Implementation of the EU Floods Directive

The Directive required Member States to first carry out a preliminary flood risk assessment by 2011 to identify areas at risk of flooding. For such areas they would then need to draw up flood risk maps by 2013 and establish flood risk management plans focused on prevention, protection and preparedness by 2015. The Directive applies to inland waters as well as all coastal waters across the whole territory of the EU.

The Directive shall be carried out in coordination with the Water Framework Directive, notably by flood risk management plans and river basin management plans being coordinated, and through coordination of the public participation procedures in the preparation of these plans. All assessments, maps and plans prepared shall be made available to the public.

Member States shall furthermore coordinate their flood risk management practices in shared river basins, including with third counties, and shall in solidarity not undertake measures that would increase the flood risk in neighbouring countries. Member States shall take into consideration long term developments, including climate change, as well as sustainable land use practices in the flood risk management cycle addressed in this Directive.


The implementation of the Floods Directive in the Danube River Basin District can be looked upon as a follow-up to the activities which were carried outunder the ICPDR Action Programme on Sustainable Flood Protection in the Danube River Basin. At the ICPDR Ministerial Meeting in 2010 the Danube Declaration was adopted in which the Danube Ministers reaffirmed conviction that flood prevention and protection are not short term tasks but permanent tasks of highest priority. The countries committed themselves to make all efforts to implement the EU Floods Directive throughout the whole Danube River Basin and to develop one single international Flood Risk Management Plan or a set of flood risk management plans, based upon the ICPDR Action Programme for Sustainable Flood Protection and the sub-basin plans, coordinated at the level of the international river basin district by 2015 making full use of the existing synergies with the Danube River Basin Management Plan.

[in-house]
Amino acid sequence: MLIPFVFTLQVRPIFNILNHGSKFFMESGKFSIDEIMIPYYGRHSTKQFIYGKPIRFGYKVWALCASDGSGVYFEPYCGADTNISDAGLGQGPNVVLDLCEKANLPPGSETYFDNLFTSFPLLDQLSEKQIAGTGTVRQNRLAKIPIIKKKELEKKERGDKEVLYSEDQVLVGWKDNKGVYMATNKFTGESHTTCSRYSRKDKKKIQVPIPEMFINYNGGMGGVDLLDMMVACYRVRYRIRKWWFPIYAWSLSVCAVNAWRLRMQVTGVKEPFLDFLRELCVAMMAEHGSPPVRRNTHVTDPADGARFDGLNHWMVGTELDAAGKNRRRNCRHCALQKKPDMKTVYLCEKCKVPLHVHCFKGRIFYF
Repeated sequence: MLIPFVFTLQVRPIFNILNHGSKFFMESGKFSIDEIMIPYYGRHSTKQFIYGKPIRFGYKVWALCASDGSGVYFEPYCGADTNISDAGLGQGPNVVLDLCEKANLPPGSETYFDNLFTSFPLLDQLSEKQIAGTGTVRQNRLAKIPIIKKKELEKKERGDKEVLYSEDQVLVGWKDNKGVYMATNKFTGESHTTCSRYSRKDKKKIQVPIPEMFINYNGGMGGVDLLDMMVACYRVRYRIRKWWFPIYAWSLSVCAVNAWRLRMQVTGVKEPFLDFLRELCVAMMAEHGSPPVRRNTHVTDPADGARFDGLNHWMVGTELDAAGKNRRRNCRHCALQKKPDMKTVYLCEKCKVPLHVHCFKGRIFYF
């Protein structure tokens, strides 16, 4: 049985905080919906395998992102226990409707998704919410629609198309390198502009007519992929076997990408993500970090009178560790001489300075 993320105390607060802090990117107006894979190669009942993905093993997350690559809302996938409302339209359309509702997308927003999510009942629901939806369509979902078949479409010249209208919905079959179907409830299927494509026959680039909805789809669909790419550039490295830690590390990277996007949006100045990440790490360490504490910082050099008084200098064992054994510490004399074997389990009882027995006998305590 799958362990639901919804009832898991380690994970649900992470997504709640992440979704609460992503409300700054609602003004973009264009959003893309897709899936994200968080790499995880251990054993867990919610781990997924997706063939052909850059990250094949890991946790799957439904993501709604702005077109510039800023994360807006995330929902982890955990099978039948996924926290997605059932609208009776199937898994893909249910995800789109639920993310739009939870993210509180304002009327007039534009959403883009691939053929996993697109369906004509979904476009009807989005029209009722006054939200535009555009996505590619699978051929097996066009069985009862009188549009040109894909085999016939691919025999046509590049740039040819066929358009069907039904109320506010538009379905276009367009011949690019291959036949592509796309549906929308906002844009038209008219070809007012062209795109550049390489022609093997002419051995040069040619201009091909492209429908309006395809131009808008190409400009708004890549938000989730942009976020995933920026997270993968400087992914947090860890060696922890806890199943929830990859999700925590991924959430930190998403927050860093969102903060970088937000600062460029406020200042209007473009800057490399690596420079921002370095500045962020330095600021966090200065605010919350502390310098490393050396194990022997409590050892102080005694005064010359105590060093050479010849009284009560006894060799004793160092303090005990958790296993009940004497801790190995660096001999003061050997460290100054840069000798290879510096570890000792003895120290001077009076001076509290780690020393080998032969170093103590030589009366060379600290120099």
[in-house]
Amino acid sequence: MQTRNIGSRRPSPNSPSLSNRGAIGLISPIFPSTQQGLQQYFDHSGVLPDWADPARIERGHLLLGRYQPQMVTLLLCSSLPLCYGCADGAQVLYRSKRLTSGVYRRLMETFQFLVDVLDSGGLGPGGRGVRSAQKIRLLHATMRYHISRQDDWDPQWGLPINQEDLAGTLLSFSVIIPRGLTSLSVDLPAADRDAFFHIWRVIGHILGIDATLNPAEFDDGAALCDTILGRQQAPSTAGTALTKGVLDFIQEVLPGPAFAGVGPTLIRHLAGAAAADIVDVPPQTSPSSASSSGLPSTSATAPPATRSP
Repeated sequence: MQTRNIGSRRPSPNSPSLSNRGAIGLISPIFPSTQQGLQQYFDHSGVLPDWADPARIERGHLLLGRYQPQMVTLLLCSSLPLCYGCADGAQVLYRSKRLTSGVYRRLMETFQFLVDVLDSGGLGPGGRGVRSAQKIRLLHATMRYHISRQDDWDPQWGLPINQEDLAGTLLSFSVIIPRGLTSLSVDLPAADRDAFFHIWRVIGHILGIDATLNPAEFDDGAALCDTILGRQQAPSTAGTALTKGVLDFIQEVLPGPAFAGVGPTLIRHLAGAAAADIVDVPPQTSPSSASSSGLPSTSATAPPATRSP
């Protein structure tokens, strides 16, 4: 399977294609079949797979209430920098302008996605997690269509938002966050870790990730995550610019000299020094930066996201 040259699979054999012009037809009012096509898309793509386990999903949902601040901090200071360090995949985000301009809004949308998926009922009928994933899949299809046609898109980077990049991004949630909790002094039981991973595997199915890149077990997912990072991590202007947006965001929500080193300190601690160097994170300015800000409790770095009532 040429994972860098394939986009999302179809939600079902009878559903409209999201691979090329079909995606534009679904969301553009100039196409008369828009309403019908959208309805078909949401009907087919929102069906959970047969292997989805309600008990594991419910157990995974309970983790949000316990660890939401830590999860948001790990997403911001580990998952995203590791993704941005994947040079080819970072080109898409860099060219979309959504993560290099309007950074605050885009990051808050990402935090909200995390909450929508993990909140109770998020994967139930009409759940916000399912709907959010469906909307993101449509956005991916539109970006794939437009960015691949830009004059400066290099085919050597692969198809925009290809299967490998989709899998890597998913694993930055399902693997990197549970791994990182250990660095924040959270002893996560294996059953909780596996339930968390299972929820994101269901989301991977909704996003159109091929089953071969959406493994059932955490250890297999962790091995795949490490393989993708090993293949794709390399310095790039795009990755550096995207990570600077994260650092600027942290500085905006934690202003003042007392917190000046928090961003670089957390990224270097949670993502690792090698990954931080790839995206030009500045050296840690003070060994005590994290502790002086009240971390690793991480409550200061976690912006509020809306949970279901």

Preliminary Flood Risk Assessment

The first milestone in the FD implementation at the basin-wide level is undertaking a preliminary flood risk assessment (PFRA) in accordance with the FD Article 4 and identification of those areas for which it has been concluded that potential significant flood risks exist or might be considered likely to occur (so called Areas of Potential Significant Flood Risk (APSFR)) in accordance with the FD Article 5. The PFRA was completed by December 2011 and made available to the European Commission by March 2012.

Flood Hazard and Risk Maps

According to Floods Directive, the Member States shall, at the level of the river basin district, or unit of management, prepare flood hazard maps and flood risk maps, at the most appropriate scale for the areas identified under Article 5(1). The preparation of flood hazard maps and flood risk maps for areas identified under Article 5 which are shared with other Member States shall be subject to prior exchange of information between the Member States concerned.

The ICPDR has prepared the following flood risk and flood hazard maps at the level of the international river basin district (level A): (i) map of hazard and flooding scenarios; (ii) map on risk and population; (iii) map on risk and economic activity; (iv) map on risk and IPPC installations and (v) two maps on WFD protected areas. The description of level A maps and overview of flood mapping at the national level is provided in the Summary Report on implementation of Article 6 of the European Floods Directive in the Danube River Basin District.


The development of the 1st DFRM Plan was supported by the EU Grant LIFE 2014 "Support for the development of the 2nd DRBM and 1st DFRM Plan".



  • » Public Participation
    The ICPDR supports the active involvement of stakeholders and civil society on all levels of its work. This is pursued through observer organisations, as well as through public consultation activities for the development of management plans. To ensure a high level of public information, educational and outreach initiatives support the public participation work of the ICPDR.

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